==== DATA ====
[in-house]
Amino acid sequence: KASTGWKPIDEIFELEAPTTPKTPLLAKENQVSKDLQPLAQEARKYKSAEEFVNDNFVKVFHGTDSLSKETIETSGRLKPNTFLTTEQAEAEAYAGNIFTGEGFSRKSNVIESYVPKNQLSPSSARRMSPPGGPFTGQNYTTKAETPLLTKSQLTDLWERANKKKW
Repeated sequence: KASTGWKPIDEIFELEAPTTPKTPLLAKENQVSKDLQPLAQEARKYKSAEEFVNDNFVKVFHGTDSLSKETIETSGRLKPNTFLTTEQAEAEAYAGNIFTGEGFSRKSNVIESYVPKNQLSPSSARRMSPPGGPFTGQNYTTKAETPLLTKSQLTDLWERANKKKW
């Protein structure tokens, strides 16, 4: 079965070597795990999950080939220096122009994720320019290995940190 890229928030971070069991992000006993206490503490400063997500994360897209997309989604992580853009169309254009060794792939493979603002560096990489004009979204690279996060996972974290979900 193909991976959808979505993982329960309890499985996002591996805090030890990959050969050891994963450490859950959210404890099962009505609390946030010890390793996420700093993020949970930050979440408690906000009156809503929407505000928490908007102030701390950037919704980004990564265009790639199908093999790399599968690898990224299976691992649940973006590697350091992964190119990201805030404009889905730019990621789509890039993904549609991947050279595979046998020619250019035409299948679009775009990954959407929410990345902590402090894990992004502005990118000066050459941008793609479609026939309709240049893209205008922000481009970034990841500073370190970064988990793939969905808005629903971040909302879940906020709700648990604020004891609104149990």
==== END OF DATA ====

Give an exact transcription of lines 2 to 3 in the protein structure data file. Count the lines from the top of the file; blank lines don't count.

Amino acid sequence: KASTGWKPIDEIFELEAPTTPKTPLLAKENQVSKDLQPLAQEARKYKSAEEFVNDNFVKVFHGTDSLSKETIETSGRLKPNTFLTTEQAEAEAYAGNIFTGEGFSRKSNVIESYVPKNQLSPSSARRMSPPGGPFTGQNYTTKAETPLLTKSQLTDLWERANKKKW
Repeated sequence: KASTGWKPIDEIFELEAPTTPKTPLLAKENQVSKDLQPLAQEARKYKSAEEFVNDNFVKVFHGTDSLSKETIETSGRLKPNTFLTTEQAEAEAYAGNIFTGEGFSRKSNVIESYVPKNQLSPSSARRMSPPGGPFTGQNYTTKAETPLLTKSQLTDLWERANKKKW